18 Feb AWP in Chicago

I’m the president of AWP, the Association of Writers and Writing Programs. Every year we bring our members together for a 3-day conference. Last year we were in New York City. It was our biggest conference ever – 8,500 attendees – and we didn’t think we’d break that number. But we did break it at this year’s conference in Chicago, where, just last week, we drew 8,700. We were surprised and gratified. The nation’s tanked economy has all of us worried, naturally, and we writers are hunkering down for hard times.

The AWP represents about 30,000 writers, 80 writing centers and conferences, and 500 writing programs at colleges and universities in the U.S., Canada, and England. Our aim is to make creative writing – novels, stories, poems, and plays – a vital part of everyday life. We encourage young people to read, for example. We also advocate for writers’ rights and lobby for arts funding. Our culture, you may have noticed, celebrates anything that makes money and often looks with suspicion on endeavors, like writing, that don’t. There’s so little money in writing poems and plays and stories that most writers in this country make their living doing something other than writing. Most of the money made in writing novels, for example, goes to a handful of writers like Daniel Steele and Stephen King. That’s the marketplace.

At the AWP conference, you’ll find some very high-powered writers—names you’ve heard, like E.L. Doctorow, Joyce Carol Oates, Lucille Clifton. But mostly you’ll find everyday writers like me. Still, it can be intimidating walking those crowded conference hallways where, at any moment, you might see a writer who is very successful. In some ways, the conference is an unnatural, even unsettling, experience: where else can you find yourself surrounded by 8,000 writers? But it can be comforting too, surrounded by others who are doing what you’re doing, especially when your work is, in many ways, isolating.

You’ll find two kinds of events at the AWP conference: readings and panel presentations. The presentations cover all aspects of the writing world, from teaching to website building to book promotion. One of the most exciting developments in the writing world, as far as I’m concerned, is the increasing use of mixed media – illustrated novels, graphic novels, e-novels. It used to be that publishers scoffed at writers who would attempt to illustrate their work, for example. It was thought that the use of illustrations in “serious” works was condescending to the reader, who could envision things well enough on his or her own; and so illustrations were limited to children’s books (though you’d think that children themselves could well imagine all they needed when reading).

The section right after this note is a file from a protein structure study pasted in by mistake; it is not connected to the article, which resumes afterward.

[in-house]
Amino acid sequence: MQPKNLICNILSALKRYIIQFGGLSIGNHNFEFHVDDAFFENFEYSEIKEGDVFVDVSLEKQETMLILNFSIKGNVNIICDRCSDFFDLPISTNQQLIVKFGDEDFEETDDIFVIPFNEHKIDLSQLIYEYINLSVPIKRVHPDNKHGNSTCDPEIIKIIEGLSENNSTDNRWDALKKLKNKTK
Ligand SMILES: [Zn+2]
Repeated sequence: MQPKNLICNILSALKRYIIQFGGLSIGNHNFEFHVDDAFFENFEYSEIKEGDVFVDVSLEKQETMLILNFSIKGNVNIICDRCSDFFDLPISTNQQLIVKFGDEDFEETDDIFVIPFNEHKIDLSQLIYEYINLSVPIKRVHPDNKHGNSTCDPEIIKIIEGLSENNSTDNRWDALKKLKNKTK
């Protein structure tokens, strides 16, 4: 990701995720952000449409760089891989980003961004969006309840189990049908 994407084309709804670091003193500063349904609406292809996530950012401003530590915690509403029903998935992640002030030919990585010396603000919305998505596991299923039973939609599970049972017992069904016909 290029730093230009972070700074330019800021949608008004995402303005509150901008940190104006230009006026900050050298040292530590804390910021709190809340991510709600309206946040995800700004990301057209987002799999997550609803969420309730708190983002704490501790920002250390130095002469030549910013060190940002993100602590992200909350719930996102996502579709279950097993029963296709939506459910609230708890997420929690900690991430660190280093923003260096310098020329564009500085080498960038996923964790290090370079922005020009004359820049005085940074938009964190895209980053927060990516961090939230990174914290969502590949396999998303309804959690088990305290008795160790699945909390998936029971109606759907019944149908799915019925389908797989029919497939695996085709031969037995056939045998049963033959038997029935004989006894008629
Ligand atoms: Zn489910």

Another development we’ve seen is that the big presses – the ones you’ve heard of, like Simon and Schuster, Random House, Knopf – have consolidated so much and limited their scope in so many ways that small presses — the ones you may not have heard of, like Sarabande, Autumn House, Dzanc — have taken on the hard work of promoting literature that does not fit easily into the mainstream marketeers’ categories. If you’re pitching a book to the big presses, for example, you’re supposed to describe how your book is like (and better than) a similar book that has made lots of money. But what if the book you’ve written isn’t like any other book the big presses are publishing? What we see is the big presses increasingly playing it safe. But, really, no one can predict what will or won’t be a hit.

The most common lament we heard in the hallways of the convention is that it’s harder to publish now than ever before, even though publishers are producing more books than ever (about 200,000 a year). The majority of those books are informational, like cookbooks. The small presses keep the majority of America’s novelists, poets, and story-writers in circulation. There were 500 small presses at the AWP convention’s book fair. How they will survive in these hard times is hard to predict. Which is why it’s important to support your local arts organization and to ask your senators to do the same. The good news is that the Obama administration is showing support for the arts. All of us at the convention we relieved when we heard that the National Endowment for the Arts got an increase in funding this year.

Here are a handful of small-press books that came to my hands during the recent convention: Poema by Maurice Kilwein-Guevara, Slipping the Moorings by Susan McCallum-Smith, The Last Predicta by Chad Davidson, Elephants in Our Bedroom by Michael Czyniejewski, and Riding Shotgun (Women Write about Their Mothers) edited by Kathryn Kysar.

By the way, you don’t have to be a member of AWP to attend the conference. Next year we will gather in Denver to compare notes and talk about the state of writing (and reading) in America. Maybe I’ll see you there.